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Offshore industry bosses speaking at the Subsea Expo event in Aberdeen have pleaded with oil and gas firms to stop poaching each other's staff amid a culture of spiralling wages and a deepening skills crisis according to the Aberdeen Press and Journal
They believe companies that lure staff away from their rivals are "hurting" the entire sector; and, instead want to see more focus on nurturing existing employees and attracting workers from other industries.
One of the key features of the blueprint that industry leader Sir Ian Wood has prepared on the future of the North Sea was the need for firms to share information and even assets. He criticised in-fighting between rival companies - describing some commercial behaviour as "very damaging".
Yesterday, Aker Solutions' subsea division chief, Matt Corbin, said the only people benefiting from the hunt for energy industry staff were recruitment firms. He warned that salaries were being driven up to "unsustainable" levels.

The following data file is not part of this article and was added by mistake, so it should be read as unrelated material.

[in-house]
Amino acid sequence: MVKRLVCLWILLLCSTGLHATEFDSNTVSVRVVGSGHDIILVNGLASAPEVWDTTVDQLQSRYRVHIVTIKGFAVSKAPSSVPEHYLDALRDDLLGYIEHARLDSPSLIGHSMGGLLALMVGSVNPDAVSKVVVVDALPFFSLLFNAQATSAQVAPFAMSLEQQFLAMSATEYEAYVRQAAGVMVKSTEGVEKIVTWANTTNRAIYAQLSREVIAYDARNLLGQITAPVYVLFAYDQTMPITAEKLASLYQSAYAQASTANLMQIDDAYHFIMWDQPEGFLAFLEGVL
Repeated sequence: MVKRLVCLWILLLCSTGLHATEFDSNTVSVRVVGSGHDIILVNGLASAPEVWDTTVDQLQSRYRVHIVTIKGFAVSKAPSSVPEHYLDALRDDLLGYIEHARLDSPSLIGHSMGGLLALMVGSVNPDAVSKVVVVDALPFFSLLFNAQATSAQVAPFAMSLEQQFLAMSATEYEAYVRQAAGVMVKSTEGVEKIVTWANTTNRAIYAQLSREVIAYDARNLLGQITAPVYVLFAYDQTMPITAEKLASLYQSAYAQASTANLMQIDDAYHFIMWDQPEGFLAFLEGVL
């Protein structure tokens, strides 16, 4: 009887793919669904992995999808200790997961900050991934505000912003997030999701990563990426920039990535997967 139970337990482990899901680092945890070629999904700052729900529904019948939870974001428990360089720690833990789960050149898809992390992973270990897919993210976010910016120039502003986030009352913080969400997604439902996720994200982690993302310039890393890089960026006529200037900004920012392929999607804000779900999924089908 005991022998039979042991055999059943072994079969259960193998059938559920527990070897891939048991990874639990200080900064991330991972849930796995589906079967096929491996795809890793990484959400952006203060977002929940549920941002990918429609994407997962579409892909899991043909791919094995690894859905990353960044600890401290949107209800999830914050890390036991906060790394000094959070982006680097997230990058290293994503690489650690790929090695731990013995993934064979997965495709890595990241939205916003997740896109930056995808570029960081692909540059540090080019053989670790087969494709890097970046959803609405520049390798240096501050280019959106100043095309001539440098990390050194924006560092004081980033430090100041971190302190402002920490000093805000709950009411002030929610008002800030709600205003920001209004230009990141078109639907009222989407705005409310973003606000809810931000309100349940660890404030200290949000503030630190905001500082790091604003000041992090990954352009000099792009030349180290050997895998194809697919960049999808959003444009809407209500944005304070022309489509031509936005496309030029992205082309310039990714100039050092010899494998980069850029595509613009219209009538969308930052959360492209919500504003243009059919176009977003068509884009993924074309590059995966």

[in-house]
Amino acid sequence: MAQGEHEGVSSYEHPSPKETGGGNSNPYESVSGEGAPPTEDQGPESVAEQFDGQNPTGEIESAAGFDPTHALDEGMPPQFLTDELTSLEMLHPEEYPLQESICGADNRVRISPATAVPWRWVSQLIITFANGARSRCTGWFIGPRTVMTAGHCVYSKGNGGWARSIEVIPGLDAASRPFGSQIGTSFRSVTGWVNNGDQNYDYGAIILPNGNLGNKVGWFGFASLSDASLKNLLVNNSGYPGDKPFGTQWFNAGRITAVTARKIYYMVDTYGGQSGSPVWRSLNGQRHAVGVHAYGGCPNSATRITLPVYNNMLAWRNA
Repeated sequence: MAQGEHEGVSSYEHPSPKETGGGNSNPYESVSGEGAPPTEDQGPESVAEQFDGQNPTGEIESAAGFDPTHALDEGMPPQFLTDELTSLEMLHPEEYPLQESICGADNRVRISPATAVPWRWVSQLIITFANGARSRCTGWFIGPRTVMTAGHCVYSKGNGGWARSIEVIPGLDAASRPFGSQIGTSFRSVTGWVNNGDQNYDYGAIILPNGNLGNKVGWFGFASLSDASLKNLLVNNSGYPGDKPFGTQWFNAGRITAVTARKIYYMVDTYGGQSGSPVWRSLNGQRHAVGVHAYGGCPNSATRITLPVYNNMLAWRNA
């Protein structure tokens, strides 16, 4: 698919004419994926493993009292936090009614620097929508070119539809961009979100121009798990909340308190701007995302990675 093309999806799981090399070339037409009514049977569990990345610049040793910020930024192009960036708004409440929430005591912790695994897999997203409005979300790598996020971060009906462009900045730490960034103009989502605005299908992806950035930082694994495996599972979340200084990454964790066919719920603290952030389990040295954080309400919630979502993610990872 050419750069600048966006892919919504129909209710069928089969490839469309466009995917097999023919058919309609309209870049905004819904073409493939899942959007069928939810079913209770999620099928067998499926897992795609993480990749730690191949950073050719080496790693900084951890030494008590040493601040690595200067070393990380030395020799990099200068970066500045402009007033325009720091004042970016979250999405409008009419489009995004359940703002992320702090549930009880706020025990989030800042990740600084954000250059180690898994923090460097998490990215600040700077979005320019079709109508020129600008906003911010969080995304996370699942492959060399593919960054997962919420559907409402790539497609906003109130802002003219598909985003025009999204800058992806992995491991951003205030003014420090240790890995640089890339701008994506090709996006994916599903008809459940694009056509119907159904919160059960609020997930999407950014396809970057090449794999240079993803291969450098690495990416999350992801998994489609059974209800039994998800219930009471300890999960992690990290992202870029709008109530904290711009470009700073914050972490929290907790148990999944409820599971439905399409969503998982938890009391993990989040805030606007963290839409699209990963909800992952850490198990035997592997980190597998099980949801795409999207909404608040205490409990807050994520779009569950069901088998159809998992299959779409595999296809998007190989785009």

Mr Corbin said: "It pains me to think that we as an industry continue to do ourselves an injustice, poaching staff from one another, inflating wages and rewarding recruitment companies. We don't need to poach staff. It just hurts every one of us."
Bibby Offshore chief operating officer Fraser Moonie also criticised the practice: "The ever-increasing day rates and wages to try and get people in the door is not sustainable," he said.
Mr Moonie insisted companies needed to focus instead on developing their own staff through training and recruiting from other industries: "It baffles me that in a country famed for engineers, and with the high unemployment rate, we cannot support the demand for good, skilled engineers," he said.
BP subsea adviser and performance manager Ian Mitchell said: "We need to capture the next generation and one way of doing that is to promote our industry into primary and secondary schools before they make their subject choices."
Chevron's subsea systems manager, Peter Blake, said there was a dearth of engineers with the required skill sets and governments needed to make sure engineering was a valued sector: "I don't think that has been the case - it has been seen as an industry that is dirty and old-fashioned," he said.